Topochemical and transmission electron microscopic studies of bacterial decay in pine (Pinus sylvestris L.) harbour foundation piles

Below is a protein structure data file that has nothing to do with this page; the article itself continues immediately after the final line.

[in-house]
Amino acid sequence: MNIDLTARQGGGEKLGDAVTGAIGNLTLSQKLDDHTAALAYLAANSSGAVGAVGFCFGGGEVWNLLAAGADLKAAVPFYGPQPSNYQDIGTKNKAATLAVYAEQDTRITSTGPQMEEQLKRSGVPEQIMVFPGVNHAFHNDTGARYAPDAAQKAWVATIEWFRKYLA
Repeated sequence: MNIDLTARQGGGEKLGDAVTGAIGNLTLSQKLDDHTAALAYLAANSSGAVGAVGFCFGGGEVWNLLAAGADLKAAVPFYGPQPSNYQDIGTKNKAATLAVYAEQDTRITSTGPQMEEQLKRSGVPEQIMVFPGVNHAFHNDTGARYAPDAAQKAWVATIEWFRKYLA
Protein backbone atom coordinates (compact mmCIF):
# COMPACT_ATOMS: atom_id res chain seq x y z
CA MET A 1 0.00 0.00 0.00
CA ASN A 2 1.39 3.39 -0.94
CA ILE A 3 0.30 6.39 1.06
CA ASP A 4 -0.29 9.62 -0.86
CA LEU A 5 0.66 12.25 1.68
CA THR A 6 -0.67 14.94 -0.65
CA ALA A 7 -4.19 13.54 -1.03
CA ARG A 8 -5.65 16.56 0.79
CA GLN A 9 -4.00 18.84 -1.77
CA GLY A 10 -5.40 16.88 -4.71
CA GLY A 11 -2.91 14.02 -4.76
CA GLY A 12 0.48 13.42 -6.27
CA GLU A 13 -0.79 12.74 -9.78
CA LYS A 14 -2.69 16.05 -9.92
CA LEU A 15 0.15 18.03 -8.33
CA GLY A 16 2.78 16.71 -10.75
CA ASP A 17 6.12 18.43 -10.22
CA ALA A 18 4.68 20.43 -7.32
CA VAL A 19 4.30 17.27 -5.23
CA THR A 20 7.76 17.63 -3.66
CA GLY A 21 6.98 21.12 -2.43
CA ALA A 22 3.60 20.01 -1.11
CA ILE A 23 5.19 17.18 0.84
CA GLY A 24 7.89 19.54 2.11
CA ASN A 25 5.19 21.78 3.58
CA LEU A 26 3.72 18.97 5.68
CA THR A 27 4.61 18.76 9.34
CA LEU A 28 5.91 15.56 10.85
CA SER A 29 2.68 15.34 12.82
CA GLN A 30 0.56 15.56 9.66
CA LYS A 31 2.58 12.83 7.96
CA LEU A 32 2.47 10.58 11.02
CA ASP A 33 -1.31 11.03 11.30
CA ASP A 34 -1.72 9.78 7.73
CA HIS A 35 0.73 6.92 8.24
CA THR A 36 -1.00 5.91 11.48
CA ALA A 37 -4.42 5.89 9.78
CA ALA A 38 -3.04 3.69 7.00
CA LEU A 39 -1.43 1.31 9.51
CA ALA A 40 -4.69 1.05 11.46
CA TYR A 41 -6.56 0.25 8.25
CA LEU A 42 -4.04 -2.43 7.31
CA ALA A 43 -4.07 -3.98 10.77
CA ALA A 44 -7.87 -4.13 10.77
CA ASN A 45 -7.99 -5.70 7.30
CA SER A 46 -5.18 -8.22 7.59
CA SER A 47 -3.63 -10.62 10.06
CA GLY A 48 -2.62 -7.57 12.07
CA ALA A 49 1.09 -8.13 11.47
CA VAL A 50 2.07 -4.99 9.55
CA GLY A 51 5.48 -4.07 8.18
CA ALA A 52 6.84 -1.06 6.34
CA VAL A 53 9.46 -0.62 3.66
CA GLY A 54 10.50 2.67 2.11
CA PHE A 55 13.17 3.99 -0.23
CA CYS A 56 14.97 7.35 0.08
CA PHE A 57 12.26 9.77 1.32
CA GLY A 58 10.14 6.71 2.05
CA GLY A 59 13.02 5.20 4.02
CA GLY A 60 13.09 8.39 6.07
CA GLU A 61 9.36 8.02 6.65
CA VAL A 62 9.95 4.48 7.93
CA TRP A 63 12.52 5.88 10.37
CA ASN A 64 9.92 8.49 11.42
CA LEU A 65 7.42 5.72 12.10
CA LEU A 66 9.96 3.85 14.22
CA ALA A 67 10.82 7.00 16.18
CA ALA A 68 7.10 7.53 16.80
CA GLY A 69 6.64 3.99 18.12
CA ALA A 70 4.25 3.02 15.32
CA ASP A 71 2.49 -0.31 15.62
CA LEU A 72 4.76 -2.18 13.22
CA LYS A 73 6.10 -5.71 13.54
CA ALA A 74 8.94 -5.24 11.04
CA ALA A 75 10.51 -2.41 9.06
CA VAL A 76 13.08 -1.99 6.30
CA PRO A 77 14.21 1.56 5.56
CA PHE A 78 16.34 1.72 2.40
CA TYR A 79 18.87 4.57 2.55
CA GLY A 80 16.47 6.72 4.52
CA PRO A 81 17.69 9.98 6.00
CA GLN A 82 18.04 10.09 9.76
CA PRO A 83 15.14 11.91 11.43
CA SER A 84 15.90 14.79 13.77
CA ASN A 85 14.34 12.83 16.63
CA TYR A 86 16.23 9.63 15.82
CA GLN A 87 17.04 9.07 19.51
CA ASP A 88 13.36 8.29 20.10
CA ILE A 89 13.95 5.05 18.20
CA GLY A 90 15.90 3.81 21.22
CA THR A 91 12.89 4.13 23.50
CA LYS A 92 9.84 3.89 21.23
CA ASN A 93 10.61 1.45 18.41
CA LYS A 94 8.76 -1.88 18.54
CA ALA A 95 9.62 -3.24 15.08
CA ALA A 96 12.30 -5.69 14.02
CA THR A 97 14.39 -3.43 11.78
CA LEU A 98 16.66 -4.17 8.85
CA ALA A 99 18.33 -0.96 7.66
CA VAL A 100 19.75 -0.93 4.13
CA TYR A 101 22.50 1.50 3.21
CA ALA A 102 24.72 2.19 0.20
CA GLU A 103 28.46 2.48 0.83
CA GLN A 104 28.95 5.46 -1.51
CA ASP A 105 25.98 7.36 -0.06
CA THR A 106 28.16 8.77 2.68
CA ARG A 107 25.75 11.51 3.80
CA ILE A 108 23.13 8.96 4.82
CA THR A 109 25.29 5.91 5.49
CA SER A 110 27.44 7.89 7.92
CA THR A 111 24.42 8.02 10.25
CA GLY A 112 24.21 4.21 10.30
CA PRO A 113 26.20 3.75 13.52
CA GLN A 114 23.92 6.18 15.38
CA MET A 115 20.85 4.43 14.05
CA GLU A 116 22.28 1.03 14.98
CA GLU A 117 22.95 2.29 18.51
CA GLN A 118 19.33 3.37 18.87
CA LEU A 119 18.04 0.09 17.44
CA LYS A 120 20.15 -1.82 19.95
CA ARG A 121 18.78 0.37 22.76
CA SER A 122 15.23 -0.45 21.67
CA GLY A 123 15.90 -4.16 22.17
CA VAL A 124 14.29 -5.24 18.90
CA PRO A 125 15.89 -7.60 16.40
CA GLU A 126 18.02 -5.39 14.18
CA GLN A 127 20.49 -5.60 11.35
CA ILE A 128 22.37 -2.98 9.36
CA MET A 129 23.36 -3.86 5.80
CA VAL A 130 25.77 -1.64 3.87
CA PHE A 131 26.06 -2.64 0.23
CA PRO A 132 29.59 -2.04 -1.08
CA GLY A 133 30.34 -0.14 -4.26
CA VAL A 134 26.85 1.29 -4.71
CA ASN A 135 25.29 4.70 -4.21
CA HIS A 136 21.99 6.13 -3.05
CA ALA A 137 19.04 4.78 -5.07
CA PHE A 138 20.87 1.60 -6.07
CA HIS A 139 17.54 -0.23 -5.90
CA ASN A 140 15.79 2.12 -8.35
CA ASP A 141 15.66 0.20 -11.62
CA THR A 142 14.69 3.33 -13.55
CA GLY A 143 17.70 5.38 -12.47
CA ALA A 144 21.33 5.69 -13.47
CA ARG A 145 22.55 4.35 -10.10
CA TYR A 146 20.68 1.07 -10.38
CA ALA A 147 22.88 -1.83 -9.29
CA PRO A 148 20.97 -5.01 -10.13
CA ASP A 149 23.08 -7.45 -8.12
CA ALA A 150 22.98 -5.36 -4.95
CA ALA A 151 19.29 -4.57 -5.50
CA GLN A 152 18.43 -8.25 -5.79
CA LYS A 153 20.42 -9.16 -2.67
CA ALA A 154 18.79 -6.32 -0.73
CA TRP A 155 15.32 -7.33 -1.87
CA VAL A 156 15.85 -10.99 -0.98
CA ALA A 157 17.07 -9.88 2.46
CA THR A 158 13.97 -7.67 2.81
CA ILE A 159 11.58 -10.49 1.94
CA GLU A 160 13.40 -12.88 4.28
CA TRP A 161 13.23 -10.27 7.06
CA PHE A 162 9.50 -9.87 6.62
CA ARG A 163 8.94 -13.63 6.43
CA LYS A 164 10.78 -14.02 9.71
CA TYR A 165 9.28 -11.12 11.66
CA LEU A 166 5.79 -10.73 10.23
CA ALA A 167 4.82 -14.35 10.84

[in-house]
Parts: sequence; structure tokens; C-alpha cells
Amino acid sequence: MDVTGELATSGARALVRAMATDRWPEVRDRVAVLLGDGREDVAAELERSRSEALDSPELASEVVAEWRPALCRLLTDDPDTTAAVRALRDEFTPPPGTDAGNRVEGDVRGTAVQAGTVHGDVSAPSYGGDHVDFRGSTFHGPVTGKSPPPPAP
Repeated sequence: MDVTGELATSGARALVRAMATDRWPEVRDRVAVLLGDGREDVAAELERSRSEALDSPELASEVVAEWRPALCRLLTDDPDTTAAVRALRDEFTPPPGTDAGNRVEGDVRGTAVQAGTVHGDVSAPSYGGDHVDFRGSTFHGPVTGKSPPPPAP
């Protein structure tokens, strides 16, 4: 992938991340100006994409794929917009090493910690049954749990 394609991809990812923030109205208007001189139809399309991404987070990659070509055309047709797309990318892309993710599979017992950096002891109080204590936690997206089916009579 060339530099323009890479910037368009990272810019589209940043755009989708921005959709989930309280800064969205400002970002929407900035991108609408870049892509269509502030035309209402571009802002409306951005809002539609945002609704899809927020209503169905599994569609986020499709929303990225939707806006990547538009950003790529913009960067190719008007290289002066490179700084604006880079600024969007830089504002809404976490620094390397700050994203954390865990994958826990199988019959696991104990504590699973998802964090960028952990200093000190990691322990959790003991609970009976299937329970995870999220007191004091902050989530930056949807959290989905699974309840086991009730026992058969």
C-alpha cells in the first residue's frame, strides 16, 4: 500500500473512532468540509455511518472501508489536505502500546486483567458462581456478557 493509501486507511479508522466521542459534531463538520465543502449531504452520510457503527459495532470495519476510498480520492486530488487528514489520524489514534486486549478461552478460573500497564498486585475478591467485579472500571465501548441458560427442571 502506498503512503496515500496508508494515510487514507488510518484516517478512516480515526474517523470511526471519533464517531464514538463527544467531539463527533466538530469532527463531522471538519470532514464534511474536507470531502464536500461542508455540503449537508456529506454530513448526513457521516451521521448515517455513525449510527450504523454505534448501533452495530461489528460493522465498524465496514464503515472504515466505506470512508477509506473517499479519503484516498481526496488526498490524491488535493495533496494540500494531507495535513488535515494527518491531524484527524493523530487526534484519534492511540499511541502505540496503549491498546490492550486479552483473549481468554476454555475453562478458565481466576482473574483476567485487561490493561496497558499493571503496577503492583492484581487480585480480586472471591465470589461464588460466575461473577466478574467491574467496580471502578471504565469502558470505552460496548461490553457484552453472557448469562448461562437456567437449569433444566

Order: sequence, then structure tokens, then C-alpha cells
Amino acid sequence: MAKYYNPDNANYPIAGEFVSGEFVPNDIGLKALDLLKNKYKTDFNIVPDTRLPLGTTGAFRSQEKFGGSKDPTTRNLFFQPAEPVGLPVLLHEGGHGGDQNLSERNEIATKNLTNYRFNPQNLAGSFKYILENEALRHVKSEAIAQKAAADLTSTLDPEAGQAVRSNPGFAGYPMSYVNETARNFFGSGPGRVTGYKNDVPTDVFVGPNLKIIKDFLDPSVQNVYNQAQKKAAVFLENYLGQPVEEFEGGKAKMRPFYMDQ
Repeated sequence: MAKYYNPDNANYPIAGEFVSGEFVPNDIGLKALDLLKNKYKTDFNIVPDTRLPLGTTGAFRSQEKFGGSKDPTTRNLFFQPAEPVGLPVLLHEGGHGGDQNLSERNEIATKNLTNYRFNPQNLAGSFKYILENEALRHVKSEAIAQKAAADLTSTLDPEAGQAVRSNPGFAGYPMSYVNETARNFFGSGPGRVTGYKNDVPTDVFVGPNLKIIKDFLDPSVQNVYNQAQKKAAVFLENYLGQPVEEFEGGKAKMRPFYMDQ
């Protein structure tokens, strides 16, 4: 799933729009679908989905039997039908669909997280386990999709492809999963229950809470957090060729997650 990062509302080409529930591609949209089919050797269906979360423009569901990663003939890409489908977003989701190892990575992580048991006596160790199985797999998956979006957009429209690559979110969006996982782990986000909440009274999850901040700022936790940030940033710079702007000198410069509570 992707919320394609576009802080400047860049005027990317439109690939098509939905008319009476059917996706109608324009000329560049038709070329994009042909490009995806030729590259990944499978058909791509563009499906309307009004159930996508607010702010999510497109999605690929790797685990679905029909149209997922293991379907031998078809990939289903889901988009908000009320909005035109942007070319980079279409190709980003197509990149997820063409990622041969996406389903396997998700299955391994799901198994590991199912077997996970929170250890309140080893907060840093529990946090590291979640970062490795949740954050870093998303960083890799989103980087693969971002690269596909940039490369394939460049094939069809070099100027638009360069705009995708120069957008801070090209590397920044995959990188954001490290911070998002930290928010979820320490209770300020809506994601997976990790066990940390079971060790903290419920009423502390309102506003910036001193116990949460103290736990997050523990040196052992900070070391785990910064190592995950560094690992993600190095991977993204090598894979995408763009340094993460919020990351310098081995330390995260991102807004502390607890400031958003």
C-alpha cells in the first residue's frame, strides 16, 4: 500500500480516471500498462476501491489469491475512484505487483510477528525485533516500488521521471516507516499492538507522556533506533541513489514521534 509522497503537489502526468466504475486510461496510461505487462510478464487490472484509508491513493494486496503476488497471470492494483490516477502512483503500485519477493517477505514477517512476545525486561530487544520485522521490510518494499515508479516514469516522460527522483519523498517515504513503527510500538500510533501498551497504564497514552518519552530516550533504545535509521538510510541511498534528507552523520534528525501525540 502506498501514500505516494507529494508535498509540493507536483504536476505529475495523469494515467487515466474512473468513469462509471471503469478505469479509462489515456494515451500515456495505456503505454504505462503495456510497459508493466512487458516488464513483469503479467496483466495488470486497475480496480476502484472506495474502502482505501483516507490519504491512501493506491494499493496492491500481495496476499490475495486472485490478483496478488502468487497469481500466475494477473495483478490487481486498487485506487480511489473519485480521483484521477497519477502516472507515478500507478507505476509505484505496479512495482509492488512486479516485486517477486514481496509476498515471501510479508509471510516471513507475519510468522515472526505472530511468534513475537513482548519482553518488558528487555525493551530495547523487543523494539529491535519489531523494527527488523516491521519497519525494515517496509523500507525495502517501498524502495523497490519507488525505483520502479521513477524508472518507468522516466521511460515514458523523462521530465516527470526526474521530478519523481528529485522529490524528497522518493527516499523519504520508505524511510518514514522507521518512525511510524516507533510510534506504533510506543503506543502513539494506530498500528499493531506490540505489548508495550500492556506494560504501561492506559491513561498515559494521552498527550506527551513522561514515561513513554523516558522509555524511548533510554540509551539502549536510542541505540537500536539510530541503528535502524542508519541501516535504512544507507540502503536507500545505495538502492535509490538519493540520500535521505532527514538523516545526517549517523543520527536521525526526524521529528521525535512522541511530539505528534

Bacterial degradation of Pinus sylvestris harbour foundation piles was studied topochemically by scanning UV-microspectrophotometry. This analytical technique enables direct imaging of lignin distribution within individual cell wall layers. Additionally, light and transmission electron microscopy (TEM) was used to characterise structural changes of the cell walls. Various decay stages were found in the samples. TEM revealed that the bacterial degradation occurred mainly in the S2, leaving granular remnants in degraded wall portions with lower as well as higher electron density than the surrounding unmodified wall. In the initial stages, topochemical investigations revealed that lignin modification starts in the innermost parts of the secondary wall, most clearly observed in latewood tracheids. During advanced degradation, lignin modification occurs more or less severe in walls of all cell types. However, even in cell portions with intensive decay, the compound middle lamellae and ray tracheids were undegraded. The knowledge about lignin modification at initial stages of wood degradation by bacteria is of fundamental importance to provide more information on the process of cell wall decay.
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